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Three things to watch in 2013

James Turk
By James Turk / January 16, 2013

The precious metals have been in a 2-year trading range. Though gold rose 10.2% in 2011 and 7.0% in 2012, these rates are below the 16.8% average annual appreciationgold has achieved over the past twelve years.

Importantly, by being in a trading range, it is clear that the precious metals have refused to break lower despite repeated attempts by the gold cartel that occasionally gave the precious metals a severe pummeling. So given the precious metals dogged determination to absorb whatever was thrown at them throughout this period – which is a sign of underlying strength – we can reasonably expect gold and silver to start moving higher soon.

I discussed this point in a recent King World News interview, which also mentioned short-term overhead resistance levels. In an interview with KWN at the beginning of this month, I presented my 2013 outlook, the important point being the potential for a black-swan event like the one experienced in 2008 with the Lehman Brothers collapse. The reason for this worrying outlook is simple. The interrelated sovereign debt and bank solvency crises have not been solved. So the outlook for gold and silver remains very bullish.

So gold and silver will probably break out of their 2-year trading soon, and as a consequence, the appreciation in 2013 for both precious metals will exceed their 12-year annual average. Therefore, my expectation for 2013 is that gold will probably rise at least 20%. Silver will also do better than its 12-year average of 20.1% per annum.

I’m not going to try predicting how high silver will rise. Rather, I will just re-affirm my longstanding expectation that when silver finally clears resistance around $36-$37, it will jump to $68-$70 in 2-to-3 months. Its inevitable breakout above $50 will mean that silver has entered the second stage of its bull market.

I have already noted above that it is the ongoing monetary and financial problems that will drive gold and silver higher this year. So here are three things that I am watching as 2013 progresses.

1) The yield on the 10-year T-note climbs above 2%. This yield is probably the tipping point signaling that the Federal Reserve through its financial repression cannot keep interest rates artificially low any longer. In other words, market forces will finally overpower the Fed.

2) The gold/silver ratio falls below 50. This event will signal that silver is outperforming gold, which is often a good indication that both gold and silver are ready to jump higher, but with silver rising faster than gold.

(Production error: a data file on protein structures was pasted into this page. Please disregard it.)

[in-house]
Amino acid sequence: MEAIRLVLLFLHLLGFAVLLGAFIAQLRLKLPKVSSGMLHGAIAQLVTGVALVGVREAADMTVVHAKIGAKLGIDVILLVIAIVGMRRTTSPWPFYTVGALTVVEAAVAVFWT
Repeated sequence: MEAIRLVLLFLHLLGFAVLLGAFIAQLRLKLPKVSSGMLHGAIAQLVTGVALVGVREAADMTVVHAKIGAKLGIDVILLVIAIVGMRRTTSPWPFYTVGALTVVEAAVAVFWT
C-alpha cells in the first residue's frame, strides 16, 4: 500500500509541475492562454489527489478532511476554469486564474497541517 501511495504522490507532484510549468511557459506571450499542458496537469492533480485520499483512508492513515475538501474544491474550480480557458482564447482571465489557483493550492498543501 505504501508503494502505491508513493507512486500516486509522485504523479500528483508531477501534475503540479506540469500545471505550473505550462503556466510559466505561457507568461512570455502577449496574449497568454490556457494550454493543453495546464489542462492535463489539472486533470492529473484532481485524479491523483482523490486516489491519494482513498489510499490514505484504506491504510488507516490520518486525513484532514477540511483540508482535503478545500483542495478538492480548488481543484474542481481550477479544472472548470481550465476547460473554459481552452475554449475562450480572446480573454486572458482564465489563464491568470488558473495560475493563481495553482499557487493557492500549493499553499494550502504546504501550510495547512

3) The Federal Reserve balance sheet starts growing. The Fed generally expanded its balance sheet from the start of the 2008 crisis to a peak of $2.86 trillion of assets in July 2011, which is actually higher than its current total of $2.81 trillion.

Many years ago prominent newsletter writer Richard Russell coined the phrase “inflate or die” to explain the Fed’s predicament. The financial system has become so abnormal, the Fed has to keep inflating to prevent the system from literally going off the rails. But the irony is that eventually the financial system dies as a consequence of accumulated inflation.

The alternative of course is to return to sound money based on precious metals. And until that happens, we individuals need to keep accumulating gold and silver, which remain undervalued.

About the author

James Turk

James Turk is founder and chairman of GoldMoney, which provides a convenient and economical way to buy and sell gold, silver and platinum online using the digital gold currency for which he was awarded four US patents. He has specialized in international banking, finance and investments since graduating in 1969 from George Washington University with a B.A. degree in International Economics. He began his business career with The Chase Manhattan Bank (now J.P. Morgan Chase), which included assignments in Thailand, the Philippines and Hong Kong. In 1980 he joined the private investment and trading company of a prominent precious metals trader. He moved to the United Arab Emirates in December 1983 to be appointed Manager of the Commodity Department of the Abu Dhabi Investment Authority, a position he held until resigning in 1987 to begin FGMR.

James Turk has written several monographs on money and banking and is the co-author of The Coming Collapse of the Dollar (Doubleday, 2004), now available in a paperback version entitled The Collapse of the Dollar

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